Steamboat Springs Hayden Town Planner Tim Katers said Wednesday that the town’s historic downtown district has a branding problem.
“The word ‘historic’ is a hang-up,” Katers said Wednesday as he outlined a plan to rezone downtown. “I was amazed at how much the name tripped folks up. They thought it meant they could not put up an awning or paint their building.”
Several business leaders in Hayden also think their town’s historic downtown commercial district, which spans five blocks along Jefferson Avenue, is hindering economic development in the area of the town that houses several empty storefronts.
Katers now is working on a plan to open the historic downtown area to more commercial uses and to rename it.
Although the district permits nearly all of the commercial uses that Hayden’s other commercial zoning districts do, some in town worry its title is planting doubt in the minds of potential business owners.
At the request of Hayden’s Economic Development Council and Chamber of Commerce, Katers and the Hayden Planning Commission held four public meetings in May and asked residents what they thought about the downtown zoning.
Some didn’t want it changed. Others said they wanted the word historic removed and a uniform set of zoning regulations adopted.
“There was quite a mix of comments made during the open houses,” Katers wrote in a memo summarizing the public meetings.
Downtown Hayden hosts three zones: the historic district, the service commercial zones and the auto-oriented commercial zones.
Katers said as a result of all the feedback he received at the public meetings, he plans to draft a proposal that would consolidate the three zones into a single one with uniform regulations.
“We probably should simplify it a bit,” he said about the zoning.
Terry Anderson, who owns the building downtown that is home to Wolf Mountain Pizza, likes the idea.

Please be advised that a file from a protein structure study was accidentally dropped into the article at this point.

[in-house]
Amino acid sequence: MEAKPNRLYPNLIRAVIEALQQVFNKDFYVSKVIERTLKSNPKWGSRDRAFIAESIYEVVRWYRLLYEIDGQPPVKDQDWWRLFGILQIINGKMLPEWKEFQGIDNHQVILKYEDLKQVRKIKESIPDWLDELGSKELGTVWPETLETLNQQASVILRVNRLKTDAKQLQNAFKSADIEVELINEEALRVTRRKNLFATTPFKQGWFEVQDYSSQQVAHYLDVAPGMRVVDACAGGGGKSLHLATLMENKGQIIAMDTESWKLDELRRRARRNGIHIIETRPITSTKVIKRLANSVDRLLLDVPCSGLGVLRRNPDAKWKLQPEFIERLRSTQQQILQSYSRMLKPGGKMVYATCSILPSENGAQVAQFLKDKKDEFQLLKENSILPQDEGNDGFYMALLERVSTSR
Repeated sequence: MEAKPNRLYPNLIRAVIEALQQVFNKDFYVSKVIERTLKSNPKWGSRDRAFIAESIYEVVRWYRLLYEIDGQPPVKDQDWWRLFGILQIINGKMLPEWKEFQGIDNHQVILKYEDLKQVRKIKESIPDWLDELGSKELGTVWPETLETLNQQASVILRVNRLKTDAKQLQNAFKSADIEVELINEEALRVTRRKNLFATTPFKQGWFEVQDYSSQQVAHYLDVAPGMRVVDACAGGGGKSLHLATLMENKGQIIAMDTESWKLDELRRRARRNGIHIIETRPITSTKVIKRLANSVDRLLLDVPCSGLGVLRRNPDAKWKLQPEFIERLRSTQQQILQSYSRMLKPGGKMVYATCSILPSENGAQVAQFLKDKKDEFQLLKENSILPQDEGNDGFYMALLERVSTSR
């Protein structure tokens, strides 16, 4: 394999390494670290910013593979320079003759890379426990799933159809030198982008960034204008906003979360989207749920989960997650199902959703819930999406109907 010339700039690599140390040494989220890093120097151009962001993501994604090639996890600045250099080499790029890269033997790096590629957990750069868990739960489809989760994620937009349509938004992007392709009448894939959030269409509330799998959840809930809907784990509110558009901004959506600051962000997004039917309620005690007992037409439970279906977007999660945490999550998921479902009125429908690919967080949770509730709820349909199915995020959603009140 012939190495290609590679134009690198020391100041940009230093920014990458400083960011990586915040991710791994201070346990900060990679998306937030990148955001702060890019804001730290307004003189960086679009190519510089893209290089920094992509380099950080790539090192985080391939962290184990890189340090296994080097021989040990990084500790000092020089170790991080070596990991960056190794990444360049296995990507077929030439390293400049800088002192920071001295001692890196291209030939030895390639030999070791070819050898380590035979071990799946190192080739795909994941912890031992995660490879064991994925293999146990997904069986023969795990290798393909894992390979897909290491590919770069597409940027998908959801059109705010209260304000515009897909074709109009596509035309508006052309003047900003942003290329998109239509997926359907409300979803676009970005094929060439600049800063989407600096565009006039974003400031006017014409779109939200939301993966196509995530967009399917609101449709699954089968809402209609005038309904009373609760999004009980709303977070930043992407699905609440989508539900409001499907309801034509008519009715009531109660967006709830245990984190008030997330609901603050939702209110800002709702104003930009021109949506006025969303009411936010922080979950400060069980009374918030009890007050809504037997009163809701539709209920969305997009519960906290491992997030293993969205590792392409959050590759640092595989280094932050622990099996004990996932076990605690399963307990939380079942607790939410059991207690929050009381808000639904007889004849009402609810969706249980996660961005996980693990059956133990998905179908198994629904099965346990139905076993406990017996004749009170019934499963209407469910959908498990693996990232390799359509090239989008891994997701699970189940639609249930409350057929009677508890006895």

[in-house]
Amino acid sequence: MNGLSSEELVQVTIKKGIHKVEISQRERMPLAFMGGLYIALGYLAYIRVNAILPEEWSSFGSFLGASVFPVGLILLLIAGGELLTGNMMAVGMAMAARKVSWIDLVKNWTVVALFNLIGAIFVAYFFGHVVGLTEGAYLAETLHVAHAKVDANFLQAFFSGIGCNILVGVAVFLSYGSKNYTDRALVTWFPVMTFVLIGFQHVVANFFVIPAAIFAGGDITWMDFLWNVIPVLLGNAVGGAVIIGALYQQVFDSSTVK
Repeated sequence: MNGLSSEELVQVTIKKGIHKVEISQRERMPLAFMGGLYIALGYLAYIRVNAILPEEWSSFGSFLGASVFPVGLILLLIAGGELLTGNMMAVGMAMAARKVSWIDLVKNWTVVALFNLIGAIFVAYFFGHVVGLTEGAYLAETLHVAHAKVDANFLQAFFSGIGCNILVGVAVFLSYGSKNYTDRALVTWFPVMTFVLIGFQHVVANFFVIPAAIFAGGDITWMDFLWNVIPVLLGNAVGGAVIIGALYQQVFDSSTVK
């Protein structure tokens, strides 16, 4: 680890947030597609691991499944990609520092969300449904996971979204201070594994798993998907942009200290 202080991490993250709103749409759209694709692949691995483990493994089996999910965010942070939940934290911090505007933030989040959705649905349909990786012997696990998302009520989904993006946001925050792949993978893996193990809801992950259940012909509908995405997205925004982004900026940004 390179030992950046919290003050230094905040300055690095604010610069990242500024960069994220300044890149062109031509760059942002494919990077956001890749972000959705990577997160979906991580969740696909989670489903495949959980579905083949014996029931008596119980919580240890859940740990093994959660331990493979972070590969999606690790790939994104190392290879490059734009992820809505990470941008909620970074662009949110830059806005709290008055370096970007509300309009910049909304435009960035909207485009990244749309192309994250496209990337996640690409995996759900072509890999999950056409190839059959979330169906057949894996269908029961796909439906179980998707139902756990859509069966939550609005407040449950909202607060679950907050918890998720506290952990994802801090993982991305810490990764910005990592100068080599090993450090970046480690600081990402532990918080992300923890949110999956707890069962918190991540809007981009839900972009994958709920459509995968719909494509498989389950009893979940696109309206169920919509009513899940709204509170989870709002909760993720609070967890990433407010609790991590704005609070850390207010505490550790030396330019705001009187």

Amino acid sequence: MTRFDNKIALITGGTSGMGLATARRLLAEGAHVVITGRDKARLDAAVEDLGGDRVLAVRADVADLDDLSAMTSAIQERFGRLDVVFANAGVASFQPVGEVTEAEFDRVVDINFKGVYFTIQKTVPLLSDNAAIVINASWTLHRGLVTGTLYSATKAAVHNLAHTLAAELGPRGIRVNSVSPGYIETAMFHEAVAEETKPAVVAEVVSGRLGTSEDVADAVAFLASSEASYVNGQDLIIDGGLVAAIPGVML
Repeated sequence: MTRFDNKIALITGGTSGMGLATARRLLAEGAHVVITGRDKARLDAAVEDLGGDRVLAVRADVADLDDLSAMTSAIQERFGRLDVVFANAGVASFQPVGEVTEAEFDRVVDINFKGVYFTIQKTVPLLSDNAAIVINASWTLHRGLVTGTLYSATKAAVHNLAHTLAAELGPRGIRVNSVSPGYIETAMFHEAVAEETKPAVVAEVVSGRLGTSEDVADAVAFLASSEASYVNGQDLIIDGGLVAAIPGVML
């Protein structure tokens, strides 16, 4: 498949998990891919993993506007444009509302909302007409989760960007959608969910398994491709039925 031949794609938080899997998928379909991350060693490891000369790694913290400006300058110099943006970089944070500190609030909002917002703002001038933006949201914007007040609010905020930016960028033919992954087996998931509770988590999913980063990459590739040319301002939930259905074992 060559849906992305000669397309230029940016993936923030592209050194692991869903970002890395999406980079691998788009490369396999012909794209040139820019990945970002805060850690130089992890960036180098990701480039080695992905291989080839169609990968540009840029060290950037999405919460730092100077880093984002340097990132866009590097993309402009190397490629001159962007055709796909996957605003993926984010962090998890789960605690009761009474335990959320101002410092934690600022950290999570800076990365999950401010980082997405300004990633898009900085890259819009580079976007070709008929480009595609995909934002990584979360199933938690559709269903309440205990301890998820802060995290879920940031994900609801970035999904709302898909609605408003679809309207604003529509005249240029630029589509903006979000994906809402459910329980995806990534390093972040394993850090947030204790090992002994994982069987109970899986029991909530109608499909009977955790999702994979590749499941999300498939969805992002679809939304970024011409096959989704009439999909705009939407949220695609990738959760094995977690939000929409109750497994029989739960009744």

“I cannot say that other businesses are not coming here because the zoning is like this, but I know from owning a building (in Hayden) for a while now that it makes people a bit nervous and has created a sentiment that Hayden is not a good place to do business,” Anderson said Wednesday. “I think the town is working really hard now to overcome that.”
Katers said a majority of the people who spoke out agreed the zoning needed to be changed.
While he acknowledged the recession that started in 2008 likely did more to prevent businesses from moving in than zoning requirements, he said the zoning should be modified if it can help promote business growth.
“Let’s send out an open-for-business signal,” he said. “I think folks are ready to try something new.”
Katers said the word historic won’t be included in the new zone and said the change likely will allow more types of businesses to operate along Jefferson, including automotive shops and gas stations.
Last year, the Hayden Town Council voted to not allow a move of the Kum & Go gas station and convenience store from Poplar Street and Jefferson Avenue into Hayden’s historic downtown district because of zoning restrictions.
Residents worried the move would take business away from stores in the downtown area. Katers said some concern about automotive uses downtown still exist today.
“There is a concern from some about the light and noise that would come with those uses, but support is fairly strong to add auto-oriented uses downtown,” he wrote in the memo summarizing this year’s public zoning meetings. “Discussions at the open house were not focused (on) the Kum & Go application of over a year ago but more on the problem of how to get some business going in the Hayden community.”
The rezoning plan first must be approved by the Planning Commission, and then it could be brought to the Hayden Town Council for consideration as soon as next month.
To reach Scott Franz, call 970-871-4210 or email scottfranz@SteamboatToday.com